Biblical creationism and the Genesis narrative answer the question of the condition of the human race. It deals with the fall of man but also leaves us with the hope of redemption. It is important that we understand we are unified in one man, Adam—a literal, real-life person. If Adam is not a literal person, then we have no plausible explanation for how sin entered into the world. If mankind did not fall from grace by Adam, then mankind cannot be saved by grace through Jesus Christ. First Corinthians 15:22 (NKJV): “For as in Adam all die, even so in Christ all shall be made alive.” This parallel of Adam as head of the fallen race and Christ as head of a redeemed race is important to our understanding of the salvation process, and it is essential to understanding its efficacy. “Therefore, as through one man's offense judgment came to all men, resulting in condemnation, even so through one Man's righteous act the free gift came to all men, resulting in justification of life. For as by one man's disobedience many were made sinners, so also by one Man's obedience many will be made righteous” Romans 5:18-19 (NKJV).

Considering this, we must then look upon biblical creationism as not only the basis for our value system, but we must look at the creation narrative as factual and not just a story, for if it is a fictional story, then the values it imports are man-reasoned, subject to change as man “evolves,” and therefore invalid. This is the basis of the conflict between science and religion (especially Christianity), that science is fact and religion is philosophy. If this is true, then our Christian values are just that, values for Christians, but they have no relevance in the secular world.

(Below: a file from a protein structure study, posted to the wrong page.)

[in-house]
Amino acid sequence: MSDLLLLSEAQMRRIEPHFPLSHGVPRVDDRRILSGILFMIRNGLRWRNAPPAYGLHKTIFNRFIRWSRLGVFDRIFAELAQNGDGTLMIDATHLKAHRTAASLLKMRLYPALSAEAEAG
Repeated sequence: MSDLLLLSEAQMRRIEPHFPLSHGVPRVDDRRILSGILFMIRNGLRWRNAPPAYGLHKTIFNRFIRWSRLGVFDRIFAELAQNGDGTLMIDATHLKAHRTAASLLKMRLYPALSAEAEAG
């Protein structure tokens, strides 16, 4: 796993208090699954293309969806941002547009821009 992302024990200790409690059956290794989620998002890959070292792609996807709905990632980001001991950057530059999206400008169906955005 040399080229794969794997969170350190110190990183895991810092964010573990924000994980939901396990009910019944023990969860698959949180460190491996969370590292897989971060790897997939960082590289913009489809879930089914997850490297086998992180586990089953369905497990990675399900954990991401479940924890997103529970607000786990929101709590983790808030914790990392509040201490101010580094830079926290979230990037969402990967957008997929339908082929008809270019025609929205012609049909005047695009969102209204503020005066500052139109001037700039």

The last question for mankind is what happens to us when we die? If man is merely part of the evolved universe and returns to the dirt of the ground when he dies, we must contend that we have no soul or spirit and this life is all there is. This belief leaves us with only one purpose in life, that is following the plan of evolution—survival of the fittest. Christianity, on the other hand, presents us with a moral good that has been established by a higher, transcendent, supernatural Being. The morality of God sets an unchanging standard that not only promotes a better life for us personally, but teaches us how to love others and ultimately bring glory to God, which is our highest calling. This standard is exemplified by the life and work of Christ on the cross. It is through His life, death, and resurrection that we find purpose for this life and hope of a future life with God in heaven.

Biblical creationism is important because it is the only system that answers the basic questions of life and gives us significance greater than ourselves to live for and by. It should be clear to all Christians that we cannot believe in both systems as being true; they are mutually exclusive, and stand in opposition to one another.

Recommended Resource: Battle for the Beginning: Creation, Evolution, and the Bible by John MacArthur.